“Roman Coins in the Second and Third Century AD and their Role in Immortalizing Emperors”
This research studies Roman coins from the second and third centuries CE and their use as a means of communication for Rome’s emperors. In a time where the spread of literature was limited and the empire vast, coinage was the only medium that reached everyone under Rome’s influence. How did the coins’ imagery change as the 3rd century brought shorter reigns and restricted resources? What messages were the emperors attempting to convey to the people throughout this turbulent century? This study explores the currency’s changing strategies of communication from the second to the third century. Along with transforming imagery, this study will investigate how the physical characteristics of the coins – the amount of silver, the weight, the level of wear and use – all contribute to the emperors’ strategies of communication throughout the period. By examining the imagery of coins based on category (tradition, military problems, dynastic emphasis, personal preferences, disasters, and civic prosperity), one can begin to identify trends and their correspondence to contemporary events. This research will explore how as their propaganda evolved, so did the physical aspects, affecting the public reception of the coins.
Who is your mentor for your research project? How did you arrange to work with this person?
My mentor for this research project is Dr. Melissa Bailey of the Ancient Studies department. As she specializes in roman archaeology, particularly in the late empire my project covers, I asked her to be my mentor.
How did you know this was the project you wanted to do?
The previous summer I was offered a student placement at the Roman Baths in the UK. During my placement I primarily participated in cataloging the Beau Street Hoard, a massive roman coin hoard discovered recently nearby the Baths. Upon returning to UMBC, I began an initial paper on the third century CE coins of the hoard and how their images pertained to the contemporary emperors. This research was so interesting that I wanted to expand its coverage to also compare to the second century CE.
How did you hear about the Undergraduate Research Award (URA) program?
All of my professors and advisors, from Ancient Studies (ANCS), Honors College, and Humanities Scholars, have always sent out emails letting their students know about the URA program. Also, though we are few, the Ancient Studies majors are very active and there is always at least one of us completing a URA every year. Because of this, my peers’ success encouraged me to take the plunge and submit my application.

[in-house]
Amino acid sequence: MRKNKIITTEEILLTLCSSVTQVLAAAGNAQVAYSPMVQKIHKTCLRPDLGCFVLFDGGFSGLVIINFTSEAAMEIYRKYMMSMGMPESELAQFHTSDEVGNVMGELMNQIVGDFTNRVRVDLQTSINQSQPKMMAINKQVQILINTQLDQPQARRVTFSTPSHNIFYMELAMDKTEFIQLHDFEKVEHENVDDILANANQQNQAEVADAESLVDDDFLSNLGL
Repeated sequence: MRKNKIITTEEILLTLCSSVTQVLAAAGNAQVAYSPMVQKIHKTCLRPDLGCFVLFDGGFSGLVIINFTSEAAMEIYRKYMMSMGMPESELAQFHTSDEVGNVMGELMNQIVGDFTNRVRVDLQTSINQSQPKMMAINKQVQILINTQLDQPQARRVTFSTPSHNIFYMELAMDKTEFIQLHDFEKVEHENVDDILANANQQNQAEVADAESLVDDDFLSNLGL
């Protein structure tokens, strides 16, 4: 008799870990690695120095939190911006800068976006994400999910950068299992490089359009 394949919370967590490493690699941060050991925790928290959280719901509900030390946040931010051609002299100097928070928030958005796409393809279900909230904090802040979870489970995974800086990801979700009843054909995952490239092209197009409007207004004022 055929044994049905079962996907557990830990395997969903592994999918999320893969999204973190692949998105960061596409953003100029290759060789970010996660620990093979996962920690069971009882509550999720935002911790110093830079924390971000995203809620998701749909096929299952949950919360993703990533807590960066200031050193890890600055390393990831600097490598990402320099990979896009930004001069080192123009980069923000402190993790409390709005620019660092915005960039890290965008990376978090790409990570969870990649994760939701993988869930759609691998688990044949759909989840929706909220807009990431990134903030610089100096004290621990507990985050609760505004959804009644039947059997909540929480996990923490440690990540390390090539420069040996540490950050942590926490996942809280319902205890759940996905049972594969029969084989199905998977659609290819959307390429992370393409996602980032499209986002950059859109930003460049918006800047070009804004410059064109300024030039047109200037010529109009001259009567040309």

How much did your mentor help you with the application?
Dr. Bailey was my proofreader and also offered suggestions to make my proposal more legible to the public.
What has been the hardest part about your research?
Honestly, the hardest part about all this is containing my thesis to a narrow focus. As my research grows, so does the network of digressing yet interesting anecdotes on Roman life and culture I discover. Often I find myself writing pages of material that, while perfectly interesting and fairly relevant, dilute my thesis so much I have to remove an hours’ worth of work.
What is your advice to other students about getting involved in research?
If there is something you are interested in, there is a research project waiting to happen. I was very daunted by the name “research project” but eventually it turned out to be an excuse to sit in the library and read scandalous stories about the Roman emperors. That’s not to say it will be a walk in the park – many times I see coins whenever I close my eyes and decide a day of Netflix is better than looking at any more of these cursed artifacts. However, when I keep my research schedule at a moderate rate, I keep coming back to this project with interest and enjoyment.
What are your career goals?
My current career goal is to become a museum curator, preferably specializing in an ancient roman field.